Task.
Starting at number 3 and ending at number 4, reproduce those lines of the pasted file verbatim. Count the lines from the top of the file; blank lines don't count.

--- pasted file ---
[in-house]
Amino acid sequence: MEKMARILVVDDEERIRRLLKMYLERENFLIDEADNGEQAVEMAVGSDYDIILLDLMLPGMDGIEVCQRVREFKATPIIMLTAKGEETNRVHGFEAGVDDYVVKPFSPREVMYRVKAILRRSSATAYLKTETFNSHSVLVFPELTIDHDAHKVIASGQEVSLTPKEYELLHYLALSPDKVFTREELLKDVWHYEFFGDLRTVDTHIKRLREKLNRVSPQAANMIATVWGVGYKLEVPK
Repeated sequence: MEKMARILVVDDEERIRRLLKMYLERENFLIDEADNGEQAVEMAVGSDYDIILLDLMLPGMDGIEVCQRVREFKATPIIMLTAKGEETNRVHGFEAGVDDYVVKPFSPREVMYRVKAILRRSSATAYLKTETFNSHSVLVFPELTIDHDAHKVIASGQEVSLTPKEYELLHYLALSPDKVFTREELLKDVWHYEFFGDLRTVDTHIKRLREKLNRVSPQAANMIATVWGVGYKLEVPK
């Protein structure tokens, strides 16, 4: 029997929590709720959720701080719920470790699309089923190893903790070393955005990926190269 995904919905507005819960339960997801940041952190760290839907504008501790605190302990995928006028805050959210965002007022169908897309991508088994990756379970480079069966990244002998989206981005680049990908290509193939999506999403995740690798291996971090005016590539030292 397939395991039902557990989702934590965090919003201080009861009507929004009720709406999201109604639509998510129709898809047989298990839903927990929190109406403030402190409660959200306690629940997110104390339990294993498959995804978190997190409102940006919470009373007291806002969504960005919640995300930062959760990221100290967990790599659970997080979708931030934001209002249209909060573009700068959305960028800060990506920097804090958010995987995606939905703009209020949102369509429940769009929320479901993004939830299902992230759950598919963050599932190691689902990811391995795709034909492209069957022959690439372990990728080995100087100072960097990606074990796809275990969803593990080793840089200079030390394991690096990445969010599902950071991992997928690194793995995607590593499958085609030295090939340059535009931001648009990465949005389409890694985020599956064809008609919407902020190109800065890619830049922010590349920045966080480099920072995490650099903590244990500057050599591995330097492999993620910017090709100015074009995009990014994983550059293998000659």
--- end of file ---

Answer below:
Repeated sequence: MEKMARILVVDDEERIRRLLKMYLERENFLIDEADNGEQAVEMAVGSDYDIILLDLMLPGMDGIEVCQRVREFKATPIIMLTAKGEETNRVHGFEAGVDDYVVKPFSPREVMYRVKAILRRSSATAYLKTETFNSHSVLVFPELTIDHDAHKVIASGQEVSLTPKEYELLHYLALSPDKVFTREELLKDVWHYEFFGDLRTVDTHIKRLREKLNRVSPQAANMIATVWGVGYKLEVPK
């Protein structure tokens, strides 16, 4: 029997929590709720959720701080719920470790699309089923190893903790070393955005990926190269 995904919905507005819960339960997801940041952190760290839907504008501790605190302990995928006028805050959210965002007022169908897309991508088994990756379970480079069966990244002998989206981005680049990908290509193939999506999403995740690798291996971090005016590539030292 397939395991039902557990989702934590965090919003201080009861009507929004009720709406999201109604639509998510129709898809047989298990839903927990929190109406403030402190409660959200306690629940997110104390339990294993498959995804978190997190409102940006919470009373007291806002969504960005919640995300930062959760990221100290967990790599659970997080979708931030934001209002249209909060573009700068959305960028800060990506920097804090958010995987995606939905703009209020949102369509429940769009929320479901993004939830299902992230759950598919963050599932190691689902990811391995795709034909492209069957022959690439372990990728080995100087100072960097990606074990796809275990969803593990080793840089200079030390394991690096990445969010599902950071991992997928690194793995995607590593499958085609030295090939340059535009931001648009990465949005389409890694985020599956064809008609919407902020190109800065890619830049922010590349920045966080480099920072995490650099903590244990500057050599591995330097492999993620910017090709100015074009995009990014994983550059293998000659």